The MIT-Caltech Voting Technology Project team answers questions at Monday's videoconference at MIT. Photo by Donna Coveney
Voting Technology News from MIT
Caltech-MIT team finds 4-6 million votes lost in 2000 election; Nationwide reforms outlined in report
JULY 16, 2001 Contact information
Four to six million votes, a number which is double the population of Chicago, were lost in the 2000 presidential election due to problems with ballots, equipment, registration or at the polling place, according to a joint analysis by experts at the California Institute of Technology and the Massachusetts Institute of Technology.
The report, sponsored by the
Carnegie Corporation, is a non-partisan examination of the existing voting
process, and the first comprehensive study of voting technology to be
completed in the wake of the 2000 Presidential election.
In their introduction to the report, Caltech President David Baltimore
and MIT President Charles M. Vest, note: "In the last election, Americans
learned that at the heart of their democratic process, their 'can-do'
spirit has 'make-do' technology as its central element. For many years,
we have 'made do' with this deeply flawed system, but we now know how
poorly these systems function. Until every effort has been made to insure
that each vote will be counted, we will have legitimate concerns about
embarking on another presidential election."
The team of 10 computer scientists, mechanical engineers and political
scientists were appointed by the presidents of the nation's most prestigious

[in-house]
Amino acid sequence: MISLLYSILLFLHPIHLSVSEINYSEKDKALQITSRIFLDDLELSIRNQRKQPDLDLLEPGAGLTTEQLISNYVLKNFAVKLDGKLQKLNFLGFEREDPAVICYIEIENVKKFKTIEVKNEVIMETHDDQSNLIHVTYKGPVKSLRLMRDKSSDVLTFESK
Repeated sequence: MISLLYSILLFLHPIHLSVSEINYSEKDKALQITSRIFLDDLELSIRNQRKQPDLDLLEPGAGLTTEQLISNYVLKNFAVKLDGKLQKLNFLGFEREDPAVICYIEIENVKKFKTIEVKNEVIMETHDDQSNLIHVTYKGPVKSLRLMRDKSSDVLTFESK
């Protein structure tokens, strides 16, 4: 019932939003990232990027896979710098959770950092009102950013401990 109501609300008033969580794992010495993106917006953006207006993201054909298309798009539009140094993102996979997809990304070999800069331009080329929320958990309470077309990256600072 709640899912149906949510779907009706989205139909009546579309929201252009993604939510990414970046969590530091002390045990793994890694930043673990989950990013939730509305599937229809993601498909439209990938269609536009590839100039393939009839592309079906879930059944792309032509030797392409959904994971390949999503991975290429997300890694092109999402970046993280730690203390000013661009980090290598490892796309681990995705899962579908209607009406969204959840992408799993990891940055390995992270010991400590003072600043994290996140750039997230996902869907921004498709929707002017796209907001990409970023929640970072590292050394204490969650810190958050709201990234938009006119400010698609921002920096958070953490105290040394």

scientific universities after the 2000 presidential election to evaluate
the state of American voting systems. Their 100-page report, entitled
"Voting: What Is, What Could Be,"
outlines the magnitude of problems with voting equipment, and offers a
blueprint for fixing them before the next presidential election.
The report recommends two immediate reforms that could reduce lost votes
by 50 percent in 2004: installing voting machines that scan paper ballots
at the precinct and making voter registration data available at polling
Other key findings include:
The report also proposes a new modular voting architecture that could
serve as a model for future voting technology, one that would offer greater
opportunity for innovation in ballot design and security.
"The Voting Technology Project is part of a larger effort currently underway -- involving many dedicated election officials, researchers, and policy makers -- to restore confidence in our election system," commented Steve Ansolabehere, a professor of political science who headed up the MIT team. "We are hopeful that the report will become a valuable resource, and that it will help to bring about real change in the near future."